Tumour Marker Monitoring Plus Imaging May Speed Breast Cancer Metastases Detection
Intensive tumour marker follow-up identifies breast cancer patients who may benefit from imaging for asymptomatic recurrent disease
- Date: 09 Feb 2015
- Author: Lynda Williams, Senior medwireNews Reporter
- Topic: Breast Cancer, Early Stage / Breast Cancer, Metastatic / Imaging, Diagnosis and Staging
medwireNews: German researchers believe that combining tumour marker monitoring and whole-body imaging could allow early detection of metastatic recurrence in asymptomatic breast cancer patients.
“Whether patients might benefit from earlier and more accurate tumour detection and improved therapeutic options with a prolonged survival has to be investigated in further studies”, the authors write in the British Journal of Cancer.
“Therefore, a large prospective randomised trial will be needed to draw any firm conclusions.”
The team, led by Dorit Di Gioia, from University Hospital Munich-Grosshadern, measured carcinoembryonic Antigen, cancer antigen (CA) 15-3 and CA 125 levels at 6-week intervals in 813 patients who had completed primary breast cancer treatment.
After a median of 63 months, 44 patients had a significant tumour marker increase from their individual baseline levels and were screened for recurrent disease using whole-body magnetic resonance imaging and/or fluorodeoxyglucose positron emission tomography/computed tomography.
Metastases were detected in the lymph nodes, bone, lung, liver and other sites in 28 (63.7%) of these patients, with one further patient found to have liver metastases on repeat imaging 6 months later, the team reports.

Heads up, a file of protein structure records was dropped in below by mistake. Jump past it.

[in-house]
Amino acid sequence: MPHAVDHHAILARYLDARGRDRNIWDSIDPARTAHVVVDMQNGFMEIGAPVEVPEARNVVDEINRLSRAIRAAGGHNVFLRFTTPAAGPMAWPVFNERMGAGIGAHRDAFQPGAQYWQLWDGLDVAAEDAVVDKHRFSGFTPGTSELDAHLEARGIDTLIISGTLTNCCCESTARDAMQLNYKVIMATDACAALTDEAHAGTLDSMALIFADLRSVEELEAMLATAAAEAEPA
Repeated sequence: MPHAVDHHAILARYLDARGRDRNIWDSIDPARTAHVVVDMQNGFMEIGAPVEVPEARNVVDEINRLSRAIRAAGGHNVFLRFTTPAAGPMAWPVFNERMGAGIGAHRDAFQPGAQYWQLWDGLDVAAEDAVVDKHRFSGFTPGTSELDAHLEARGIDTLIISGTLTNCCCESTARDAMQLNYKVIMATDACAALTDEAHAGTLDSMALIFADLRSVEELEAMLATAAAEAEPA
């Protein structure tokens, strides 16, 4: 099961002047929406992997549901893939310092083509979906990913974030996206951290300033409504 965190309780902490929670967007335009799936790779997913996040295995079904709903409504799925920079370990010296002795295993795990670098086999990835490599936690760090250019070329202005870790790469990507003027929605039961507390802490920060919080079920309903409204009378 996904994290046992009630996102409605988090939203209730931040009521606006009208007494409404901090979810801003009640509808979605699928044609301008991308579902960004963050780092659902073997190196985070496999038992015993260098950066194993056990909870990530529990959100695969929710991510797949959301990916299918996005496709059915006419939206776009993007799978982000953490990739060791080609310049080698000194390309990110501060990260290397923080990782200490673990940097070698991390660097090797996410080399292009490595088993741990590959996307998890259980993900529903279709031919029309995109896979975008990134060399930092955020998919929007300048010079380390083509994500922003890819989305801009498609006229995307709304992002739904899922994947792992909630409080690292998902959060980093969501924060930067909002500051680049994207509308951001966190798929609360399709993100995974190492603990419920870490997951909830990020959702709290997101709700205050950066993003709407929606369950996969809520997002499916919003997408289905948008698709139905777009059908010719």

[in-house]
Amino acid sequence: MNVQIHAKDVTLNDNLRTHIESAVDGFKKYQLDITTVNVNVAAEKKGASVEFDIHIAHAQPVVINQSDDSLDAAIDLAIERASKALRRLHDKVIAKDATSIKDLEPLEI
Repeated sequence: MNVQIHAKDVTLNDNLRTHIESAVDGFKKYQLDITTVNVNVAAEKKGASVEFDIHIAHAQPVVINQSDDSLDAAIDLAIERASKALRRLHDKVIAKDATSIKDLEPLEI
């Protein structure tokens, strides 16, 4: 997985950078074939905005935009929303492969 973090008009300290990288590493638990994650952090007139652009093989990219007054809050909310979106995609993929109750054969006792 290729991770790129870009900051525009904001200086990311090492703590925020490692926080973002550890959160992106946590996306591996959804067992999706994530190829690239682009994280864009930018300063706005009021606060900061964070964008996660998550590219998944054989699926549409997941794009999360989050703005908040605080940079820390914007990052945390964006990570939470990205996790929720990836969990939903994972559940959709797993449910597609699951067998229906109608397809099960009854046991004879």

Fourteen (48.3%) of the 29 patients with metastases had lesions in a single organ, seven (24.1%) of whom had limited disease, defined as no more than three lesions. Metastatic disease was identified in between two and six sites in 51.7% of patients.
Overall, 44.8% of patients with metastases were given endocrine therapy and 48.3% were treated with chemotherapy with or without targeted treatment. Five patients with limited disease also underwent locoregional therapy, such as radiation.
In addition, imaging identified secondary malignancies in 13.6% of patients and these individuals were treated with surgery or chemotherapy, with a curative approach taken in 50% of the cases.
Analysis of the 29 patients with metastases gave a median progression-free survival of 9.2 months from diagnosis of distant disease and a median overall survival of 41.1 months.
Survival rates fell from 86.2% at 1 year to 40.0% at 5 years, with a trend towards higher overall survival at 3 and 5 years for patients with limited metastases versus those with disseminated disease, although these differences were not significant.
Finally, the researchers compared metastatic disease patients according to their breast cancer subtype and found that luminal A patients had significantly longer relapse-free survival, but not overall survival, than those with luminal B, HER2-enriched disease or triple negative-breast cancer (TNBC; median 88.4 vs 69.4, 34.0 and 17.5 months, respectively).
Dorit Di Gioia et al conclude that tumour marker measurements with whole-body imaging was “highly effective” for detection and localisation of tumour recurrence.
“We could also show that patients (except patients with TNBC) developed distant metastases more than 60 months after primary diagnosis, which probably could result in continuing follow-up care beyond 5 years in a more intensified way”, they note.
Di Gioia D, Stieber P, Schmidt GP, et al. Early detection of metastatic disease in asymptomatic breast cancer patients with whole-body imaging and defined tumour marker increase. Br J Cancer 2015; Advance online publication 3 February. doi: 10.1038/bjc.2015.8
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